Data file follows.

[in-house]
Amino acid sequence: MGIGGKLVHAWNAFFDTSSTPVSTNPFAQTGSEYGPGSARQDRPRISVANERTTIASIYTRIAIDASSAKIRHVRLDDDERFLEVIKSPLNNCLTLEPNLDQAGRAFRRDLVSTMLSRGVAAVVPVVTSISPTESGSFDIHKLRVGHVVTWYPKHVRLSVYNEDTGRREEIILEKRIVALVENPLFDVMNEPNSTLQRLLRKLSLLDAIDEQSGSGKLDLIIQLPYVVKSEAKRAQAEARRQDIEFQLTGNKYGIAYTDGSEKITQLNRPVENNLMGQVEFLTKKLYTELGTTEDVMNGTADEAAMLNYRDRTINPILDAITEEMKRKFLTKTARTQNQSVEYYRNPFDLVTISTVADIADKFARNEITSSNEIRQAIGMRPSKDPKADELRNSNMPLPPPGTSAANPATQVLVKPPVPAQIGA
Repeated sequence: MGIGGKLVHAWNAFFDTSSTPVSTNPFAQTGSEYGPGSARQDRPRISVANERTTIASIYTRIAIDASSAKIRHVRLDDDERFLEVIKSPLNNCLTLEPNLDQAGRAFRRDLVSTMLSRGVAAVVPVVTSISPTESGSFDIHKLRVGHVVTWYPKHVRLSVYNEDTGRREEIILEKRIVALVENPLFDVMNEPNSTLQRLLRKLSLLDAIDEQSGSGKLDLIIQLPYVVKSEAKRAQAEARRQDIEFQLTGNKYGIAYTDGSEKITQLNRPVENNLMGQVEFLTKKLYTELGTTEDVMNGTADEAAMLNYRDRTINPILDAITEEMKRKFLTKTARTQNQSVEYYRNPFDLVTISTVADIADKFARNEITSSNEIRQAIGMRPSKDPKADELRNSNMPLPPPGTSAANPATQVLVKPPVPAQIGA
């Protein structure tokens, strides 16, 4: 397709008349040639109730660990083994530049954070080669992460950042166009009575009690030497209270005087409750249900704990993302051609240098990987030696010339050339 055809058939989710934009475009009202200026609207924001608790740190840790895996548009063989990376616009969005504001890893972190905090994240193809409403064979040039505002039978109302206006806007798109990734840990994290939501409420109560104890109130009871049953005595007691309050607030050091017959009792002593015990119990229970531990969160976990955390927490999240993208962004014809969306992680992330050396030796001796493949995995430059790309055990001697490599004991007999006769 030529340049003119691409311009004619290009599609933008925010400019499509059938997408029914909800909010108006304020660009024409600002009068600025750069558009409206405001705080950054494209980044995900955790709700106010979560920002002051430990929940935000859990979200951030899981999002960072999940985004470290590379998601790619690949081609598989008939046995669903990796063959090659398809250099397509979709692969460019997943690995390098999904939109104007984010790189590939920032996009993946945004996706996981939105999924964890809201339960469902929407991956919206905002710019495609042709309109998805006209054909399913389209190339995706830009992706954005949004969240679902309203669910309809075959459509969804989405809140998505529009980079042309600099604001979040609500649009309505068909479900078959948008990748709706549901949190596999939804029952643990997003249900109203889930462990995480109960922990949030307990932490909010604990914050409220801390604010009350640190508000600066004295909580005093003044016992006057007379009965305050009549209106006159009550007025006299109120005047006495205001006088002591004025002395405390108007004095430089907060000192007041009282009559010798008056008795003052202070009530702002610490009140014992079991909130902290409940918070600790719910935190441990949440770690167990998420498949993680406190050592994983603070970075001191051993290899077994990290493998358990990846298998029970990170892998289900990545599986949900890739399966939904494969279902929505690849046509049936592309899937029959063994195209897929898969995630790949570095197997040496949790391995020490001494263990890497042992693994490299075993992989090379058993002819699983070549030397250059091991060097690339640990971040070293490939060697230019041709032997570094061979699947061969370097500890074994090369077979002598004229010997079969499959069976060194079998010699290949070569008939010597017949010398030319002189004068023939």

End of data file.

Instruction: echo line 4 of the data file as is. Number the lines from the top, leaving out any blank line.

């Protein structure tokens, strides 16, 4: 397709008349040639109730660990083994530049954070080669992460950042166009009575009690030497209270005087409750249900704990993302051609240098990987030696010339050339 055809058939989710934009475009009202200026609207924001608790740190840790895996548009063989990376616009969005504001890893972190905090994240193809409403064979040039505002039978109302206006806007798109990734840990994290939501409420109560104890109130009871049953005595007691309050607030050091017959009792002593015990119990229970531990969160976990955390927490999240993208962004014809969306992680992330050396030796001796493949995995430059790309055990001697490599004991007999006769 030529340049003119691409311009004619290009599609933008925010400019499509059938997408029914909800909010108006304020660009024409600002009068600025750069558009409206405001705080950054494209980044995900955790709700106010979560920002002051430990929940935000859990979200951030899981999002960072999940985004470290590379998601790619690949081609598989008939046995669903990796063959090659398809250099397509979709692969460019997943690995390098999904939109104007984010790189590939920032996009993946945004996706996981939105999924964890809201339960469902929407991956919206905002710019495609042709309109998805006209054909399913389209190339995706830009992706954005949004969240679902309203669910309809075959459509969804989405809140998505529009980079042309600099604001979040609500649009309505068909479900078959948008990748709706549901949190596999939804029952643990997003249900109203889930462990995480109960922990949030307990932490909010604990914050409220801390604010009350640190508000600066004295909580005093003044016992006057007379009965305050009549209106006159009550007025006299109120005047006495205001006088002591004025002395405390108007004095430089907060000192007041009282009559010798008056008795003052202070009530702002610490009140014992079991909130902290409940918070600790719910935190441990949440770690167990998420498949993680406190050592994983603070970075001191051993290899077994990290493998358990990846298998029970990170892998289900990545599986949900890739399966939904494969279902929505690849046509049936592309899937029959063994195209897929898969995630790949570095197997040496949790391995020490001494263990890497042992693994490299075993992989090379058993002819699983070549030397250059091991060097690339640990971040070293490939060697230019041709032997570094061979699947061969370097500890074994090369077979002598004229010997079969499959069976060194079998010699290949070569008939010597017949010398030319002189004068023939």